Posted by Chad Caraker on Fri, Jul 18, 2014 @ 05:01 PM

 

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New IRS Regulations Aim to Fight Identity Theft Through Use of Truncated Taxpayer Identification Numbers

This week, in an effort to safeguard taxpayers from identity theft, the IRS issued its final regulations regarding the use of Truncated Tax Identification Numbers or (TTINs). The final regulations, published on July 15, are amendments to the Income Tax Regulations and Procedure and Administration Regulations, which allow the tax filer to truncate a payee’s identification number on certain documents. The Service states that the amendments are specifically targeted at reducing the risk of identity theft, which can stem from the use of an employee’s entire identification number on documents.

A “Truncated” identification number simply takes an existing nine-digit identification number and replaces the first five numbers with either asterisks or “X”s so that only the last four digits remain. (i.e. A tax identification number of 99-9999999 would become XX-XXX9999). Because a TTIN is merely a method of masking taxpayer identification numbers that already exist, use of a TTIN does not require the Service to issue any new identification numbers or expend any funds for the taxpayer to be able to use a TTIN. The new regulations allow for TTIN to be used for a taxpayer’s social security number (SSN), IRS individual taxpayer identification number (ITIN), IRS adoption taxpayer identification number (ATIN), or employer identification number (EIN) on payee statements and certain other documents.

Before issuing their final regulations, the IRS ran a pilot program, which allowed certain qualified filers to truncate an individual’s payee identification number on a paper payee statements for Forms 1098, 1099, and 5498. This program ran from 2009 to 2010. In 2011 the IRS extended the pilot program for two more years and modified it by removing Form 1098-C from the list of eligible documents.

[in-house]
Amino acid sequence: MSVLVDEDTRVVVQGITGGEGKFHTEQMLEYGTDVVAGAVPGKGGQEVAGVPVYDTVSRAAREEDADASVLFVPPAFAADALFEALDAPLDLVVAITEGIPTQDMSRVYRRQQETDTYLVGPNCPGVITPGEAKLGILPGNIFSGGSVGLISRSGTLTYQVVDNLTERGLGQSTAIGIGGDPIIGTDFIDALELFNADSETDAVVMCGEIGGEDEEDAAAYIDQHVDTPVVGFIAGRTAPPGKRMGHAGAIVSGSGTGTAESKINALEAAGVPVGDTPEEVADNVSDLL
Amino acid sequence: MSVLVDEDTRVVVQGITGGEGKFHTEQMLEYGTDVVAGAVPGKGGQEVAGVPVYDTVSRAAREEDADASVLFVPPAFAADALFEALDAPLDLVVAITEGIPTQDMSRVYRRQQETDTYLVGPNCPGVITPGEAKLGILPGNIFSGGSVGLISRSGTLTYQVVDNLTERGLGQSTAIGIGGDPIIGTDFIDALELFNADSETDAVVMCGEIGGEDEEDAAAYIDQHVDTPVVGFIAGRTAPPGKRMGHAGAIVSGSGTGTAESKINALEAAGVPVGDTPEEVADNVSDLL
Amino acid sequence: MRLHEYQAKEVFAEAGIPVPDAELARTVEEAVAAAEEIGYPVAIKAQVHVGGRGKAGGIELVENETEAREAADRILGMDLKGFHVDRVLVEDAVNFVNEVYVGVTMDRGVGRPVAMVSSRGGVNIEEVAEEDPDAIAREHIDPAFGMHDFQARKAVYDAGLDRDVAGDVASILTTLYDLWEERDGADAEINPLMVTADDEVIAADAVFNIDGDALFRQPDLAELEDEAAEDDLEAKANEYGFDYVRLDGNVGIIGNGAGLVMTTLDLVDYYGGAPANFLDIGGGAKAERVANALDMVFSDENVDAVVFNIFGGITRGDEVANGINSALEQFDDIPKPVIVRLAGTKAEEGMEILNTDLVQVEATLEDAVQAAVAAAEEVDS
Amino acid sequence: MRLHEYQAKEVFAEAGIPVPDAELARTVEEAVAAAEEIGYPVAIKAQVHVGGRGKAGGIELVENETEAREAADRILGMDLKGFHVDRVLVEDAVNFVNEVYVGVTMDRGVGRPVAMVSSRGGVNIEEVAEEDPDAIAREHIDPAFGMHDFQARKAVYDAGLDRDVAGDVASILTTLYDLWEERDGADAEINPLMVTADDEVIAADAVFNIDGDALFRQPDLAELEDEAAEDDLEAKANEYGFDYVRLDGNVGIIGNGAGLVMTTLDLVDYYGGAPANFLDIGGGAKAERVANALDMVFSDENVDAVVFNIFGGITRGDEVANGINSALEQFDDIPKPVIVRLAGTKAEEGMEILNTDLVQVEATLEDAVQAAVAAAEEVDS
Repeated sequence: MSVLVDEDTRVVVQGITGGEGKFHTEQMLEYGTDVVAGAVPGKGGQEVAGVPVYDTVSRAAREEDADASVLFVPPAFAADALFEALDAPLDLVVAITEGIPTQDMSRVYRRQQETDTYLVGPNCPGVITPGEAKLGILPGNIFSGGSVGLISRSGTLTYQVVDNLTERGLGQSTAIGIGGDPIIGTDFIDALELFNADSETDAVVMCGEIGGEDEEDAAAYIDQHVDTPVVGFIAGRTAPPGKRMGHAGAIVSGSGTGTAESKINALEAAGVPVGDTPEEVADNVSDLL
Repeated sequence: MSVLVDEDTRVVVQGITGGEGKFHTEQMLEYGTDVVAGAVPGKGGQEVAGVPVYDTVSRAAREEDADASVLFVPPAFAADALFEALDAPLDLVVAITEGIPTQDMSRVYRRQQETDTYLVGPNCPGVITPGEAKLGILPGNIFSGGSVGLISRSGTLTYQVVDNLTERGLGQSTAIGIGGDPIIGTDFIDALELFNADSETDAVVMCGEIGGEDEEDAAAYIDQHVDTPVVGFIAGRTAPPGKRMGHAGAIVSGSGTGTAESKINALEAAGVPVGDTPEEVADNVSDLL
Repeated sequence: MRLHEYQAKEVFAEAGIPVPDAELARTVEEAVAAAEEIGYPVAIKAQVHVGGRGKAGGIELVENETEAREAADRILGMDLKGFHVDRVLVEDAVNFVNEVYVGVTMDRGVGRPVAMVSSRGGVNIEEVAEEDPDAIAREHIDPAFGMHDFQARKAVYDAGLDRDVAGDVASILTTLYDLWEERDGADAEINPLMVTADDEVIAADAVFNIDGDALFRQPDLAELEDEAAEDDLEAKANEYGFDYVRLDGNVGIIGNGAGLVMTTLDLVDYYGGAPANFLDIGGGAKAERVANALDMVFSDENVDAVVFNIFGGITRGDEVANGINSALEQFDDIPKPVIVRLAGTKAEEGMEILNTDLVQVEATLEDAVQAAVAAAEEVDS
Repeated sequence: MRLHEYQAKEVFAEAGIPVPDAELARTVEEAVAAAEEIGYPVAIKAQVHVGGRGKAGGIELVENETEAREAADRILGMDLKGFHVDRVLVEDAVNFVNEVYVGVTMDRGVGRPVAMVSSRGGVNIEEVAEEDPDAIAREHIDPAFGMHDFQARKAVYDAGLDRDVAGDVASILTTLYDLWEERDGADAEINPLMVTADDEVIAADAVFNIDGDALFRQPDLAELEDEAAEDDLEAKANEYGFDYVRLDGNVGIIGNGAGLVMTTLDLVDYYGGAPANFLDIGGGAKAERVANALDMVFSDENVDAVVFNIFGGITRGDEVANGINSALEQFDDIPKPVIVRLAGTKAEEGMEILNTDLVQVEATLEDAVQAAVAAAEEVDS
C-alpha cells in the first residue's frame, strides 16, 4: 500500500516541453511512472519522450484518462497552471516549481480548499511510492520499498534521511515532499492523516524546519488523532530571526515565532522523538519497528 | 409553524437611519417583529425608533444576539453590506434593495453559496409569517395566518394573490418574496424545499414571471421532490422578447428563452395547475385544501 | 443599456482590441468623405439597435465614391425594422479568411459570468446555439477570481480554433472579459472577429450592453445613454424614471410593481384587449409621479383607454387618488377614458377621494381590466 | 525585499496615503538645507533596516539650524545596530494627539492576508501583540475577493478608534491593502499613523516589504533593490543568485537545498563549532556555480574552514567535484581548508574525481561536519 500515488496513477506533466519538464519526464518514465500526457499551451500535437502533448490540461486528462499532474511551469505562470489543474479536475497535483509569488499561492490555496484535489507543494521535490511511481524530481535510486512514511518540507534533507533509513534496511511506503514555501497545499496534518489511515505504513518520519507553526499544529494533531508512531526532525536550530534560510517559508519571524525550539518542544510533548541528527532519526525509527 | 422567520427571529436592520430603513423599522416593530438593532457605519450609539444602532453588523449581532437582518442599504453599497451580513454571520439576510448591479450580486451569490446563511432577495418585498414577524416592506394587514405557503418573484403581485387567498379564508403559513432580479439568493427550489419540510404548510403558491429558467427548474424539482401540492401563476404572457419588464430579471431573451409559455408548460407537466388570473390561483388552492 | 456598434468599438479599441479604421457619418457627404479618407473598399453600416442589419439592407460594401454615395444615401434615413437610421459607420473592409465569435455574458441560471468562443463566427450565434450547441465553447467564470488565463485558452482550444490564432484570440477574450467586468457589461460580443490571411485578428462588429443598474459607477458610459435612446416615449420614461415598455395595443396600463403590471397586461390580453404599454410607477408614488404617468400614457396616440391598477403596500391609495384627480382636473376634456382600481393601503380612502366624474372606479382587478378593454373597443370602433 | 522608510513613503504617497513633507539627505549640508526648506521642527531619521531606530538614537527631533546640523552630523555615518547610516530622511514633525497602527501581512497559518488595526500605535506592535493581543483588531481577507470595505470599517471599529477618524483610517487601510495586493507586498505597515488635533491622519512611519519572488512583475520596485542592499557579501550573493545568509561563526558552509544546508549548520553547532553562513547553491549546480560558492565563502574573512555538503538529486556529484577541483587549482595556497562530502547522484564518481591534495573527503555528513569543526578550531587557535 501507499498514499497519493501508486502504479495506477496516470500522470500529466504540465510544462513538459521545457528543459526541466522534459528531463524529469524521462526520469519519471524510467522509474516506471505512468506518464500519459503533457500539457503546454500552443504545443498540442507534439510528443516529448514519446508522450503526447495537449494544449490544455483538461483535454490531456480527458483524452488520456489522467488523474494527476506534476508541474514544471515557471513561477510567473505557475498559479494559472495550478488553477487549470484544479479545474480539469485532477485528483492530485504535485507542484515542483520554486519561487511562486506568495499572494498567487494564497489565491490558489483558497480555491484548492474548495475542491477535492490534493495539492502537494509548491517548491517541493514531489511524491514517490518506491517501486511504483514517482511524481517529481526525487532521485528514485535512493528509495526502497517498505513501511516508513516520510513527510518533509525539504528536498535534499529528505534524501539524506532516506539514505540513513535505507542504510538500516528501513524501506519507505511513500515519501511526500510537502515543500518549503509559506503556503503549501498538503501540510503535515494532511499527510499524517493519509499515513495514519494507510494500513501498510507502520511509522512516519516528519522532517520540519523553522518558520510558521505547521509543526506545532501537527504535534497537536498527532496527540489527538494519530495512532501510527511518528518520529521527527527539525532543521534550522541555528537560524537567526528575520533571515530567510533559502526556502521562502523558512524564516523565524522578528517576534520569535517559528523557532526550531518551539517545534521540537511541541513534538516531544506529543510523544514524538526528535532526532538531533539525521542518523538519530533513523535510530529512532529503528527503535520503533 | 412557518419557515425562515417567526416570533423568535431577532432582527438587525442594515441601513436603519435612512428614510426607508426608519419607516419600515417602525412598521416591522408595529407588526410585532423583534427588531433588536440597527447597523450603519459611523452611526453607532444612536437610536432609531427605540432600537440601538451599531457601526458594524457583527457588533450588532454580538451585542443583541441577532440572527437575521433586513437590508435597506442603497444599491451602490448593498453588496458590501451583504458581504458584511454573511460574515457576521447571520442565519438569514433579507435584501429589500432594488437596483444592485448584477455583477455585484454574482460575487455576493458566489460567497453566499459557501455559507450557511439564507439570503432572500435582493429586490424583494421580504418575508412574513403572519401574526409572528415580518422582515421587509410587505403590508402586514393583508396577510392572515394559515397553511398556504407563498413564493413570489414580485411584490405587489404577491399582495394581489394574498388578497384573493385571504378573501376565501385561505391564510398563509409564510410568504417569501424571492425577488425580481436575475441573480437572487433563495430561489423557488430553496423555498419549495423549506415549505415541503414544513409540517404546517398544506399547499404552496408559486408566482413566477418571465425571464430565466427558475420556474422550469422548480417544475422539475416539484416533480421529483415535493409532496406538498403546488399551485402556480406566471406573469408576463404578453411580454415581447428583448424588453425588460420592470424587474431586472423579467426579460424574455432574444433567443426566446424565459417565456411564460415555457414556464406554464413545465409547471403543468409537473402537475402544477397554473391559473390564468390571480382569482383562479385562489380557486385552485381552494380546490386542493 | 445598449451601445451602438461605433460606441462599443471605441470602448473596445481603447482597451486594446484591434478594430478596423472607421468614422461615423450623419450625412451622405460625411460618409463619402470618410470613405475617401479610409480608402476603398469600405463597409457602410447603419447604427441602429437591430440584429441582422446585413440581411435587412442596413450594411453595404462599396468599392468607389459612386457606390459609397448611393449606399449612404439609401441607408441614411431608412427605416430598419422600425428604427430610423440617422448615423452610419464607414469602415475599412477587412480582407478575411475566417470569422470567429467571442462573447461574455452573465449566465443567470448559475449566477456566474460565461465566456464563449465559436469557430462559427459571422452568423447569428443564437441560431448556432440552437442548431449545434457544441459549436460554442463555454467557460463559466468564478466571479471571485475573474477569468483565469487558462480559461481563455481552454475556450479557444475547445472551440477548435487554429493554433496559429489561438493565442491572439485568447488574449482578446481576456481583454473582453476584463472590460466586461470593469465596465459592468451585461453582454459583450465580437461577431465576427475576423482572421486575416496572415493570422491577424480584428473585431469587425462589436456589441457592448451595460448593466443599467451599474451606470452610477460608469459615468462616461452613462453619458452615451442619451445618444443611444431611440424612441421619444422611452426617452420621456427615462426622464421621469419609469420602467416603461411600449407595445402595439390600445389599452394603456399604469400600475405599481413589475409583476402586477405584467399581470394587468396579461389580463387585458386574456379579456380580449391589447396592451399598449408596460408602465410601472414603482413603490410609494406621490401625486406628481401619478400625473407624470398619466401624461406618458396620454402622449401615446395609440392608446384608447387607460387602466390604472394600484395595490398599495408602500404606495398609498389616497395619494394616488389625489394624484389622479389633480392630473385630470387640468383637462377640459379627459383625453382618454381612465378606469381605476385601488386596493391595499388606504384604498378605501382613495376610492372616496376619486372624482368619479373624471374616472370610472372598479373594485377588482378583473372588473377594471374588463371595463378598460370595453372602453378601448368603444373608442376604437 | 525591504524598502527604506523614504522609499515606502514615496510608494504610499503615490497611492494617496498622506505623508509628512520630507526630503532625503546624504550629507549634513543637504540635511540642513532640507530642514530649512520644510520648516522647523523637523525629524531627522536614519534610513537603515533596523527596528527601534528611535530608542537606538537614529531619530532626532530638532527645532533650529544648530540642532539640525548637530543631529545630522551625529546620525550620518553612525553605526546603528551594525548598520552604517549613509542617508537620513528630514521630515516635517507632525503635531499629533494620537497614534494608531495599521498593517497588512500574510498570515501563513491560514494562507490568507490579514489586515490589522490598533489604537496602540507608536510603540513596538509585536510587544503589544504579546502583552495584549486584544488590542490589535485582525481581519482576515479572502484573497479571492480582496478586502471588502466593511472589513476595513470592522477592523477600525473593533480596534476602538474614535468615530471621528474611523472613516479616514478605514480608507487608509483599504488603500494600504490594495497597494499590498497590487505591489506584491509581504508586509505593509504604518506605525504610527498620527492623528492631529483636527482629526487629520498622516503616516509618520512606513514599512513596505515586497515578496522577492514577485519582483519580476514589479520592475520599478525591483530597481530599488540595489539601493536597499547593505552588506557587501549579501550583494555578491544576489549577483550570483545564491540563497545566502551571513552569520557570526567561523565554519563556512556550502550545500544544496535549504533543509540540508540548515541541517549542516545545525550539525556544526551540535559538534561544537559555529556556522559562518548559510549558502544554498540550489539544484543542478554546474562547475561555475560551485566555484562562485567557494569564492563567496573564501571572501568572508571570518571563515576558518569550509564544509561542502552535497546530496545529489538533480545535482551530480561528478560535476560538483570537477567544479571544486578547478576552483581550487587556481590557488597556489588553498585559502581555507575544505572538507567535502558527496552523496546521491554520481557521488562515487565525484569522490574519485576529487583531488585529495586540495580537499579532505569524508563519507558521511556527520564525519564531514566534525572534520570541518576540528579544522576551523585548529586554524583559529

In January of 2013, the US Treasury and the IRS issued proposed regulations, in response to the growing threat of identity theft and associated tax fraud. The proposed regulations largely mirrored the pilot program, with TTINs permitted on electronic payee statements in addition to paper statements.

The final regulations became effective on July 15, 2014 and permit the use of TTINs “on any federal tax-related payee statement or other document required to be furnished to another person….” TTINs may not be used (1) on any return or statement filed with, or furnished to, the IRS, (2) where prohibited by statute, regulation, or other guidance by the IRS, or (3) where a SSN, ITIN, ATIN, or EIN is specifically required. Further a TTIN cannot be used by an individual to truncate their own identification number on any statement or other document that they give to another person. This includes an employer’s EIN on a W-2 or Wage and Tax Statement that they might give to an employee, and also an individual’s identification number on either a W-9 or Request for Taxpayer Number and Certification. 

If you have questions about the use of TTINs, please contact our office.

Tags: Tax Delinquency, Tax Collections, Income Taxes, Tax Planning, Risk Management, IRS debt, Return Preparer, Tax Debt, IRS, Income Tax, TTIN, identity theft, truncated tax identity numbers

Professional Assistance With Long-Term Tax Delinquencies Can Be Key To A Turn Around

Posted by Chad Caraker on Mon, Mar 17, 2014 @ 03:58 PM

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If you have experienced a continuing struggle with handling your ongoing employment and income tax filings and payments, you may be facing the stark reality that managing these obligations is getting more and more difficult.  Some businesses have operated off the premise that the federal and state government will perpetually respond to their tax problems in a certain way.  That response by the government, through a series of notices, delayed responses, and payment plans, is changing faster than ever.  This is especially true at the state level.  Businesses should not make what was once predictability of tax collections by the government a part of how they manage their ongoing business expenses.